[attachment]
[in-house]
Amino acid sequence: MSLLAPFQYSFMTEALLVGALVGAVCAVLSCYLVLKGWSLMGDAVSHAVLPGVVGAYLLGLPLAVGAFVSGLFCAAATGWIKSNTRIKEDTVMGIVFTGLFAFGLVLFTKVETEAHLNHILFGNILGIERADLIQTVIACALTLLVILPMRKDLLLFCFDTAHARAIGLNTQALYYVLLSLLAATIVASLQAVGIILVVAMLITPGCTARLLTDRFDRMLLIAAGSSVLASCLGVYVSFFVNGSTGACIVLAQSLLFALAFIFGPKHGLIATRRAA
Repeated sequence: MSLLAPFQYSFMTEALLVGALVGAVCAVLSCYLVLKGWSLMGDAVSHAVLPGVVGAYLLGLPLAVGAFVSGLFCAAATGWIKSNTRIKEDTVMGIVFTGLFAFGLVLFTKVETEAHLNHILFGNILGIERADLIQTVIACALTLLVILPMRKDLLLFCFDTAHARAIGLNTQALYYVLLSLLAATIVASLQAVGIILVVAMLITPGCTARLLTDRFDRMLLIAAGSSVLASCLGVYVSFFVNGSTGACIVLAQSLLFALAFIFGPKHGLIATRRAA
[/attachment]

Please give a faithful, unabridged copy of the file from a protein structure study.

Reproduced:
[in-house]
Amino acid sequence: MSLLAPFQYSFMTEALLVGALVGAVCAVLSCYLVLKGWSLMGDAVSHAVLPGVVGAYLLGLPLAVGAFVSGLFCAAATGWIKSNTRIKEDTVMGIVFTGLFAFGLVLFTKVETEAHLNHILFGNILGIERADLIQTVIACALTLLVILPMRKDLLLFCFDTAHARAIGLNTQALYYVLLSLLAATIVASLQAVGIILVVAMLITPGCTARLLTDRFDRMLLIAAGSSVLASCLGVYVSFFVNGSTGACIVLAQSLLFALAFIFGPKHGLIATRRAA
Repeated sequence: MSLLAPFQYSFMTEALLVGALVGAVCAVLSCYLVLKGWSLMGDAVSHAVLPGVVGAYLLGLPLAVGAFVSGLFCAAATGWIKSNTRIKEDTVMGIVFTGLFAFGLVLFTKVETEAHLNHILFGNILGIERADLIQTVIACALTLLVILPMRKDLLLFCFDTAHARAIGLNTQALYYVLLSLLAATIVASLQAVGIILVVAMLITPGCTARLLTDRFDRMLLIAAGSSVLASCLGVYVSFFVNGSTGACIVLAQSLLFALAFIFGPKHGLIATRRAA